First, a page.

It was a day like any other, at the beginning of the school year. Hillary had just started her second year attending our town's middle school. That morning I drove to the school and dropped off some of her supplies that I didn't send on the bus with her. Since I still had nearly an hour before reporting to work in the kitchen of one of our elementary schools I went back home. I turned on the news and saw what I thought was old footage of the early 1990's attack on the World Trade Center when a car bomb exploded in the underground garage. But the news anchors were the (at the time) current ones. The time was a little past nine and as my brain tried to process what I was seeing and hearing, the second plane hit the second tower. My mouth gaped, my stomach froze, and I struggled to comprehend what I was seeing and hearing from the tv. All I could think to do was go to work, although I called my husband first because where he worked there was no tv and generally too much noise to hear the radio. He was, of course, shocked by what I told him.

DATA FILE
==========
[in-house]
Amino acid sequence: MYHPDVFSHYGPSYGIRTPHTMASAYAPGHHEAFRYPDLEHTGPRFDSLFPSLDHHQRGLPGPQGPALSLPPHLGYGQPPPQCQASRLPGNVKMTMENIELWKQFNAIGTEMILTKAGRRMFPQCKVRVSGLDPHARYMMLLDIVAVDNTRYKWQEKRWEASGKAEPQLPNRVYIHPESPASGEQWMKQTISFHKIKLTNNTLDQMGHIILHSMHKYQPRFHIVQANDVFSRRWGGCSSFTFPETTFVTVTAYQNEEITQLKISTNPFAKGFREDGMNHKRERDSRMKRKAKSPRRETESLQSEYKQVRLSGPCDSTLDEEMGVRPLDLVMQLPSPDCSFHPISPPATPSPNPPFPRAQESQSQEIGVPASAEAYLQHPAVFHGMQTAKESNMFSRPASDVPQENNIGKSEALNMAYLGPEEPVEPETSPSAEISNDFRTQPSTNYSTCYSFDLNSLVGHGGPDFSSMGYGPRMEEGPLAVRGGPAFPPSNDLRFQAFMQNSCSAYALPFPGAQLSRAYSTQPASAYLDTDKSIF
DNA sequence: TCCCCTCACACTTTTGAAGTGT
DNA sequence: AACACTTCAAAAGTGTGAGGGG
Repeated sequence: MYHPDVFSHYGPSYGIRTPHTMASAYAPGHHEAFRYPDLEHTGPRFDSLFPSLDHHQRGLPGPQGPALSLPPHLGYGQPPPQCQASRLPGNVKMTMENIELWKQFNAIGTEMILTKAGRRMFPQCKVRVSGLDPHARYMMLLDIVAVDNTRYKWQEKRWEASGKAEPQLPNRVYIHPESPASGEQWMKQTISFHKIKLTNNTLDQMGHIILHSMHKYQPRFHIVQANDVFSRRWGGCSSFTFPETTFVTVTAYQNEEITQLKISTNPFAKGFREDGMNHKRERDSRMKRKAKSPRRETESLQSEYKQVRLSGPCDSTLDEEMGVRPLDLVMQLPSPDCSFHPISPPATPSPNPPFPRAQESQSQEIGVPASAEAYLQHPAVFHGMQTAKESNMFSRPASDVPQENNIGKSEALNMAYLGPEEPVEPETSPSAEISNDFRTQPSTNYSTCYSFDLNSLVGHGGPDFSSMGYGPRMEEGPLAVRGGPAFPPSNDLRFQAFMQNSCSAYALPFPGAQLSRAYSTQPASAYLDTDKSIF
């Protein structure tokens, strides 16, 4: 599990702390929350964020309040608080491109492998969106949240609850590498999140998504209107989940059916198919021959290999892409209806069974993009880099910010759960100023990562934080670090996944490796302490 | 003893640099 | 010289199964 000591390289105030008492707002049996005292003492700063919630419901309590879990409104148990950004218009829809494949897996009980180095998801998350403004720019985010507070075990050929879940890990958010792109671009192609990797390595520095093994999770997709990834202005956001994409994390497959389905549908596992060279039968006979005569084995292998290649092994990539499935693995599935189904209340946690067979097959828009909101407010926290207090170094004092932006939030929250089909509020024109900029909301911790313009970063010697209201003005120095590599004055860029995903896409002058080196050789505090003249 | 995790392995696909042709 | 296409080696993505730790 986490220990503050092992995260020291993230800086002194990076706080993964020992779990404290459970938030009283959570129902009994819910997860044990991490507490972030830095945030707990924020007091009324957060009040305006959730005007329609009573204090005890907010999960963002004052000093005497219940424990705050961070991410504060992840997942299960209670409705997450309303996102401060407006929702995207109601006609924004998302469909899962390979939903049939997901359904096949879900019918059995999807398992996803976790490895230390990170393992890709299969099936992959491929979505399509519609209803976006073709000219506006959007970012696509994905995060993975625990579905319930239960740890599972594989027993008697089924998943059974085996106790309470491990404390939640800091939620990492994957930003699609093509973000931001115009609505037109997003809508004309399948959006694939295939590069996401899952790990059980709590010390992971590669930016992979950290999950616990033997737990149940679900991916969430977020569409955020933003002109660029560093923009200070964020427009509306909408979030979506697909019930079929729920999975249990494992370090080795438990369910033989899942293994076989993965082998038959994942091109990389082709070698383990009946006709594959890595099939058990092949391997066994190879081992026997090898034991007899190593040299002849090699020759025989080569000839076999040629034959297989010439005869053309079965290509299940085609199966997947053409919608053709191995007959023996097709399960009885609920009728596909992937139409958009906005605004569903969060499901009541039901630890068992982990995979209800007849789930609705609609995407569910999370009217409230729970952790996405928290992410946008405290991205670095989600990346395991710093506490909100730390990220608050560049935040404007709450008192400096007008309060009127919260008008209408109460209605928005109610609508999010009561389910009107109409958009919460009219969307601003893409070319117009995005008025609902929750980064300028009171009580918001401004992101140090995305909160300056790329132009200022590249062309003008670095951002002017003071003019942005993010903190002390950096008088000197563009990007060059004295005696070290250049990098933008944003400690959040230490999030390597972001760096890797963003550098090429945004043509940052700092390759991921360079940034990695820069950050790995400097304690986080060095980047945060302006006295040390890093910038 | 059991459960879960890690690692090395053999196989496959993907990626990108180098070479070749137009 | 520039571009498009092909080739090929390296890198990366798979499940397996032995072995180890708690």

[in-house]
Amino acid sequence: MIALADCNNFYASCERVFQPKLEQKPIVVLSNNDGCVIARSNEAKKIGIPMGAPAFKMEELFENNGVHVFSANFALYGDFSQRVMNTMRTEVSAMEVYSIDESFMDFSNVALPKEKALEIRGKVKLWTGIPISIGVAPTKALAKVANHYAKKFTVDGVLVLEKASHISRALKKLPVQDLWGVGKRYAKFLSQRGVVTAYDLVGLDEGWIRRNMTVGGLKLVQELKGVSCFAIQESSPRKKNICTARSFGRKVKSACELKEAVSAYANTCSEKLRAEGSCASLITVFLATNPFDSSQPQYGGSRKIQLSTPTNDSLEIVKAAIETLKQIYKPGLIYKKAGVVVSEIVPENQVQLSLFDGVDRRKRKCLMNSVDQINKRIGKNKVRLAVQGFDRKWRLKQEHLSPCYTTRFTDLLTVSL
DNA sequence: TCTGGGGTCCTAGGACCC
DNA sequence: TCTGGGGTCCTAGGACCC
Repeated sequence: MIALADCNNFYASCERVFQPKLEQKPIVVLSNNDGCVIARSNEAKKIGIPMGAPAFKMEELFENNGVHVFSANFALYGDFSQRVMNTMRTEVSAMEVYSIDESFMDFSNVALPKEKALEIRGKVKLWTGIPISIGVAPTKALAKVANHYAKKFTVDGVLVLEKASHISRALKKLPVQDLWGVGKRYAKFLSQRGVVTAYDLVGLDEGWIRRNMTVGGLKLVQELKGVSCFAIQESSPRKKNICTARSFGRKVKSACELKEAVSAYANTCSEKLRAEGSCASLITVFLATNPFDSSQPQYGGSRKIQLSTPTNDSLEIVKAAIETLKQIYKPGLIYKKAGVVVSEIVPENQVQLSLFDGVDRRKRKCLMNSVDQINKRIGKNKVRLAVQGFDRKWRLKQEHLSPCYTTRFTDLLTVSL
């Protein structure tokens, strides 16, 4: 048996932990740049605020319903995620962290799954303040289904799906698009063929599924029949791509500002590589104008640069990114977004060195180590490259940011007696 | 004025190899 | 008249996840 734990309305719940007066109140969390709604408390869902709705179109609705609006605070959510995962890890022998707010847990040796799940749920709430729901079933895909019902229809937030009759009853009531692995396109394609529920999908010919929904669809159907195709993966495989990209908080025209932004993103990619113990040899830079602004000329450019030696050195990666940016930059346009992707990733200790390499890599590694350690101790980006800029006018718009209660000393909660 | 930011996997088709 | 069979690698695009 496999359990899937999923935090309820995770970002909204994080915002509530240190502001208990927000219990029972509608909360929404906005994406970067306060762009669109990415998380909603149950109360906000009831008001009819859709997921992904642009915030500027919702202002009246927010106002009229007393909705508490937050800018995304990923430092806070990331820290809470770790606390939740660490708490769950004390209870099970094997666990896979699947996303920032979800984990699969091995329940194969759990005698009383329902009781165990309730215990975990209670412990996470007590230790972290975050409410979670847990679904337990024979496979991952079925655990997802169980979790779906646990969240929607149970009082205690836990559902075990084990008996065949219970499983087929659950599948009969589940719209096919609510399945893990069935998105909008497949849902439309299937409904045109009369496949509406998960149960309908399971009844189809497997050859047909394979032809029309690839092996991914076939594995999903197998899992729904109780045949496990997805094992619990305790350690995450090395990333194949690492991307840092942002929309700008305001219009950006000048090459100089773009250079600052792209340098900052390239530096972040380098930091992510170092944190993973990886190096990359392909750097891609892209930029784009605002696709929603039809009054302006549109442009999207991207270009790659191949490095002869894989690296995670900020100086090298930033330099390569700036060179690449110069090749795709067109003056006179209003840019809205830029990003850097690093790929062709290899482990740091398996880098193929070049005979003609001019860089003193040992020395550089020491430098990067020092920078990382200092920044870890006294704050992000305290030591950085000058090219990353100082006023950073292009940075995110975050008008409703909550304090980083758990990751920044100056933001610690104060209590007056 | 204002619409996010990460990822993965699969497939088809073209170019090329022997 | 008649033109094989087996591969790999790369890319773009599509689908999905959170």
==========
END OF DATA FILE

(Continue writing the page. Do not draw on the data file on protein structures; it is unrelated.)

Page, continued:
When I got to work, the ladies that I work with were trying frantically to get in contact with their loved ones. L's oldest daughter lived in Manhattan, and M's husband worked there. At the time, cell phones were not as ubiquitous nor as advanced as they are now, so it was more difficult to contact people. They eventually were able to get in touch with them, but leaned on each other throughout the day as events unfolded. Although staff members were aware of the attacks, the principal did not want the young children told. Our custodian turned on the big screen tv in the lunchroom and as I did my job filling the vending machines we watched as the towers fell, people ran, and reports came in about the Pentagon and the crash in Pennsylvania. I recall seeing staff members in the hallway crying, hugging each other. The children were as they usually were. As we left work that day, the skies were eerily silent. Generally there are jets on their way to and from NYC and area airports, as well as the occasional single engine plane or helicopter. Only birds were flying that day and in the next few days to come. Our town lost a paraprofessional from one of our elementary schools that day on one of the flights, neighboring towns lost citizens who were employed in offices at the towers. Most towns around here have 9/11 memorials. Most also sent first responders to help in the aftermath. I don't know about other parts of the country, but in this area, the impact was huge, and is felt keenly to this day.